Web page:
Guest post by Ben Goodman, security specialist, Novell
If you didn’t attend Monday’s Enterprise Cloud Summit here at Interop, you missed an outstanding event. In the audience were around 250 enterprise IT professionals addressing a wide range of questions to the experts on stage. A common subtext to many of those questions-the elephant in the room, if you will-seemed to be: How do I get the levels of security, identity management and compliance in the cloud that my enterprise demands? I don’t believe the panelists on stage were avoiding answering the questions. They just seemed more focused on peddling their wares instead of listening to the needs of the marketplace.
Much like the baby that tries to run before it can crawl, or the army that gets ahead of its supply lines, the experts answering questions didn’t fully appreciate the foundations of network security-the building blocks that will enable SaaS or PaaS and IaaS to deserve the same level of confidence and respect as on-premises services, platforms and infrastructure.
It’s surprising to me that IT experts aren’t more concerned about helping enterprises get their Identity and Security houses in order before extolling the virtues of cloud adoption. Just as you have to crawl before you can walk, you need to secure your on-premises assets before you graduate to securing cloud-based applications and data. In other words, you need to optimize your enterprise Identity and Access Management program, then extend it into the cloud.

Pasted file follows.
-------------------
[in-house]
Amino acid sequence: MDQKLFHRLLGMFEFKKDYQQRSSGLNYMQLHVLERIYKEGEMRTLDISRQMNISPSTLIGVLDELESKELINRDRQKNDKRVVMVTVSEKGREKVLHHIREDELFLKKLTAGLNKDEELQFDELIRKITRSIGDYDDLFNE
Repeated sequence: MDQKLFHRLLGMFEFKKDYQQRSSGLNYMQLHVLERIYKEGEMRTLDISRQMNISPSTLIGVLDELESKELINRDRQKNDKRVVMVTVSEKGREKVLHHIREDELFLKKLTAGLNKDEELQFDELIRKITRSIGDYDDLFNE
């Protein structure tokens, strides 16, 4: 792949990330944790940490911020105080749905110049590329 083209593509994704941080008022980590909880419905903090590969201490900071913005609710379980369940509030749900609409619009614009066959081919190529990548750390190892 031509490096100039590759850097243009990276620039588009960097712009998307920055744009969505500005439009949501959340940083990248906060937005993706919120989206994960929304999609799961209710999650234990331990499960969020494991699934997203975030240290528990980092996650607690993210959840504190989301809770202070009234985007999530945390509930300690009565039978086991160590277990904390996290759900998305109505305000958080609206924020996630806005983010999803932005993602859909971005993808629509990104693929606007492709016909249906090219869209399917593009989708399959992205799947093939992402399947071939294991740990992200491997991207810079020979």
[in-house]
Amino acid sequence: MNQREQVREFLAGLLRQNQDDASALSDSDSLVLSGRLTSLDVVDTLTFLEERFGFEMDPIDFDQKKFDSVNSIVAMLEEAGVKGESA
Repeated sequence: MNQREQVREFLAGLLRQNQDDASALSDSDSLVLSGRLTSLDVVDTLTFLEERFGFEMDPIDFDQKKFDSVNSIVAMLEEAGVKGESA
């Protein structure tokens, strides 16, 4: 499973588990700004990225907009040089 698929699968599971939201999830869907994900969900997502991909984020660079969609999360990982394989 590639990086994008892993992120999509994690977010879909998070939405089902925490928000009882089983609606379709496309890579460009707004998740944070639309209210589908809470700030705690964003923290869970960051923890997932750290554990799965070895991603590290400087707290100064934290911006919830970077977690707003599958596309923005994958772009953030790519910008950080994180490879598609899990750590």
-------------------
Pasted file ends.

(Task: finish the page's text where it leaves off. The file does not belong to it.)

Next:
So, what are the primary building blocks? STANDARDS. Without standards, customization becomes prohibitively expensive. Integration becomes a problem too. And you lose whatever economies of scale you gained by going to the cloud in the first place.
There aren’t any widely recognized cloud standards yet, but fear not. Cloud service providers are looking to leverage standards that may already exist where possible. As a result Service Provisioning Markup Language (SPML) and Security Assertion Markup Language (SAML) XML-based frameworks are well on their way to becoming de facto standards. In order for us to achieve the economic promise of cloud computing these standards need to evolve to become lighter-weight and more tuned to the needs of cloud computing. The only way this will happen is for customers, product vendors and cloud service providers to work together to improve these standards.
Novell supports OASIS the creators of SPML and SAML. We’re also working closely with the Cloud Security Alliance (CSA) on a vendor-neutral initiative to deliver the industry’s first cloud security certification, education and outreach program for cloud providers. With its “Trusted Cloud Initiative,” CSA will help cloud providers develop industry-recommended, secure and interoperable identity, access and compliance management configurations and practices. The goal is to put trusted standards in place to alleviate concerns about security, governance and control of enterprise data and IT assets. In other words, standards that push the elephant right out of the room.